When to See a Specialist About Back Pain

If you have back pain, you’re not alone. Estimates suggest that back pain is the leading cause of missed work days in the United States.

Back pain often goes away on its own within a couple weeks, but if your pain lasts longer than this, is severe, or is associated with other symptoms, you may benefit from medical attention. 

In this blog, Bonaventure Ngu, MD, of Premier Spine Institute in The Woodlands, Humble, and Baytown, Texas, explains when you should see a doctor because of back pain.

High fever 

When an invader attacks the body, the body’s immune system kicks into action, which can lead to a fever. A rise in temperature can help the body destroy harmful germs before they can cause harm. If your back pain is associated with a fever, this could be a sign of an infection. 

In most cases, fevers are beneficial, and they can help the body fight germs without the need for medications. However, if your body temperature is too high, you should seek medical attention. A temperature of 103°F and above is normally considered too high.

Most healthy individuals are able to fight off mild to moderate infections by themselves, but people with a dysfunctional immune system may need antibiotics and medical attention. 

Back trauma 

If you suffer trauma, such as from a car crash or fall, you may fracture a bone in your back or injure muscles. If you injure your back due to a crash of fall, you should get examined by a physician to check for damage and get treatment, if needed.

Back fractures, depending on how severe they are, are usually treated with pain medication, rest, and bracing. In some cases, surgery may be needed. You can improve your chances of not developing fractures by getting plenty of calcium, Vitamin D and vitamin K2.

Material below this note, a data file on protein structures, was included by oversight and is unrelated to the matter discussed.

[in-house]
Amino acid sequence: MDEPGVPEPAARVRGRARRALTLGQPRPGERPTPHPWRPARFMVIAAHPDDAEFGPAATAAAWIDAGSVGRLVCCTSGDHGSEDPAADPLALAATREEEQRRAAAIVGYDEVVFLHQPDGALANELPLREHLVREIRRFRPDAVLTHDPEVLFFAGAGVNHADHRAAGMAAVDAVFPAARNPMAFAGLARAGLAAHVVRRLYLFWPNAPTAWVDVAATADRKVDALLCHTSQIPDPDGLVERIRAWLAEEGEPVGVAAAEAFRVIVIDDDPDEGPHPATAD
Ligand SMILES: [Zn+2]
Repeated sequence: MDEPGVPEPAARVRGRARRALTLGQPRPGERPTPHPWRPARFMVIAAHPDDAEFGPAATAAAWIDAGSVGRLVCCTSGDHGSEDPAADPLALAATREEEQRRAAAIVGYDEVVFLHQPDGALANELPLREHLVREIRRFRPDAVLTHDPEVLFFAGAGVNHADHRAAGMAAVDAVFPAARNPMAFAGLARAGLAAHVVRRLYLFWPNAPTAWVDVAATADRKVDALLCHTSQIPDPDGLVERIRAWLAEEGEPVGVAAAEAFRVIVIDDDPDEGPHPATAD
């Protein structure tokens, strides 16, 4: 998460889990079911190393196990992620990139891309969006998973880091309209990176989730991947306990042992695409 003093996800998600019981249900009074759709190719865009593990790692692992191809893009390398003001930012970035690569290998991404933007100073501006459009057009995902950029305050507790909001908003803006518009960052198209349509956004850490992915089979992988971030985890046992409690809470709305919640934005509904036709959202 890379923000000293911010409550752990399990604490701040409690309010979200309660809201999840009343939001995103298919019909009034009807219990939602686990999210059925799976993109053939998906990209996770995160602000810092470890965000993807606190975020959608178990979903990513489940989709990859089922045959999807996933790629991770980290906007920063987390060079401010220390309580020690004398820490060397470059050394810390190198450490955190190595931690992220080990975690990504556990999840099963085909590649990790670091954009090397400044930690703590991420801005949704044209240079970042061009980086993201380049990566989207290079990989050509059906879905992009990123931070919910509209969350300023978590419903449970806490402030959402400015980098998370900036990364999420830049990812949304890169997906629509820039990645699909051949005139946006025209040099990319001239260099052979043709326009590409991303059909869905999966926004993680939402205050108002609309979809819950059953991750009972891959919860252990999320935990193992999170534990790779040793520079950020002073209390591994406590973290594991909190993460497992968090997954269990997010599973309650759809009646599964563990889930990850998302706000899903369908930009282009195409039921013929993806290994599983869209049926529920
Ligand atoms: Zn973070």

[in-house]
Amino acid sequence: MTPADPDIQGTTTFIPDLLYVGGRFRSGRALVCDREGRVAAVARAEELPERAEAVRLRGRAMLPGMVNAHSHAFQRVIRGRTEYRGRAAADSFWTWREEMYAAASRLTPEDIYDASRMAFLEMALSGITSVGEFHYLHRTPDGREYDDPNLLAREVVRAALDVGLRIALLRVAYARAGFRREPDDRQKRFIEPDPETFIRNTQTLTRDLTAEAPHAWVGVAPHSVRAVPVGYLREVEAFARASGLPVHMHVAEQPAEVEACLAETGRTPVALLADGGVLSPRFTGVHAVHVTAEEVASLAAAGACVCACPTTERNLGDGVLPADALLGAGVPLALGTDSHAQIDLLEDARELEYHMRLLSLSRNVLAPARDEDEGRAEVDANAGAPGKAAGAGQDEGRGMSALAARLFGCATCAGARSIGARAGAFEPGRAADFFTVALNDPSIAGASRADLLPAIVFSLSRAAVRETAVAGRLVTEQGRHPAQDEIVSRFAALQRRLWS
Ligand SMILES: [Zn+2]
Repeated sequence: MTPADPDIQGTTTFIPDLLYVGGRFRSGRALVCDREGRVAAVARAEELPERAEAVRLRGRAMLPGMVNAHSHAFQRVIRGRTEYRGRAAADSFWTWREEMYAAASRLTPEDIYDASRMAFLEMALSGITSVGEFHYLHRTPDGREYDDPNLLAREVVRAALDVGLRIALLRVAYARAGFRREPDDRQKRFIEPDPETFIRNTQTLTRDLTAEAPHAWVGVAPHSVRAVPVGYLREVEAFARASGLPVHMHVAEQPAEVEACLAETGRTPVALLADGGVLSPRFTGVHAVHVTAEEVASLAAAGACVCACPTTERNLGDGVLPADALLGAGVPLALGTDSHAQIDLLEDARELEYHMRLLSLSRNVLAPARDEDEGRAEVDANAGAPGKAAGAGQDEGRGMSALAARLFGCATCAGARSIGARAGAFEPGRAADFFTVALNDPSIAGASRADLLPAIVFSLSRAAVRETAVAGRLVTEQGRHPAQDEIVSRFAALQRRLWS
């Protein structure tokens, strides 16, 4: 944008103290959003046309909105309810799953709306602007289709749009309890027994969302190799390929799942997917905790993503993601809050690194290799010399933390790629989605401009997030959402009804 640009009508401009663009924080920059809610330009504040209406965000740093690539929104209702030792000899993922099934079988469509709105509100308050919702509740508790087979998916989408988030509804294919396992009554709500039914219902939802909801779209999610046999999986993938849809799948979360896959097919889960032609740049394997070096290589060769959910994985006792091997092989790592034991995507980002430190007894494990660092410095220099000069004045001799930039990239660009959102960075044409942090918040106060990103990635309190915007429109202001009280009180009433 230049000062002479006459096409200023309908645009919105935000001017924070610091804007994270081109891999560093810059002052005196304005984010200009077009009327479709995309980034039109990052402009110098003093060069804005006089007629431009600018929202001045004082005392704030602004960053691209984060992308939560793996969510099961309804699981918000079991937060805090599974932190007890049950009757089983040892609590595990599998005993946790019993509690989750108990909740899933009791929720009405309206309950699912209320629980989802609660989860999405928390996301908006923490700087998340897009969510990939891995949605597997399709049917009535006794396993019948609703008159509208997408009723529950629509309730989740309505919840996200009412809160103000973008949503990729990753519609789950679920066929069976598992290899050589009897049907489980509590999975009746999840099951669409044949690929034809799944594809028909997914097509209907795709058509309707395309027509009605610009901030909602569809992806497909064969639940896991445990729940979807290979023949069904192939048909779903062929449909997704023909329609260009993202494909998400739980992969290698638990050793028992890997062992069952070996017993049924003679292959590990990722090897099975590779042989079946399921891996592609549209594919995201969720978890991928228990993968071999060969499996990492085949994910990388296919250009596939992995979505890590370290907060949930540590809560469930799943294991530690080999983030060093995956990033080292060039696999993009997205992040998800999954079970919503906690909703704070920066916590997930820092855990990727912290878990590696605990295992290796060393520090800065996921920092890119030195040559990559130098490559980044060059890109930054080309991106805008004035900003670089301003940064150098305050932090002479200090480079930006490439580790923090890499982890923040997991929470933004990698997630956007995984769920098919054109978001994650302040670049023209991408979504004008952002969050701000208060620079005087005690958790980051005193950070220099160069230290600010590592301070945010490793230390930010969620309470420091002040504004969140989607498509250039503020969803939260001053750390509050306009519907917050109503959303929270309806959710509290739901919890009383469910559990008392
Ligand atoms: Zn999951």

Urinary and fecal incontinence 

If your back pain is associated with bowel or bladder movements, you may be suffering from cauda equina syndrome. This condition occurs due to the compression of the cauda equina nerves, which is a group of nerves located at the end of the spinal cord. This condition is usually considered a medical emergency, and it normally requires surgery to treat. Left untreated, it may lead to paralysis in the lower half of the body. 

Numbness and tingling 

Radiating pain associated with numbness and tingling in the buttocks and legs could be a sign of spinal stenosis. This is a condition in which the spinal canal narrows, which then puts pressure on nearby nerves. Treatments for spinal stenosis include pain medication, physical therapy, and, in severe cases, surgery.

If you have back pain, we can help you get relief. To learn more, book an appointment online or over the phone with Premier Spine Institute today.

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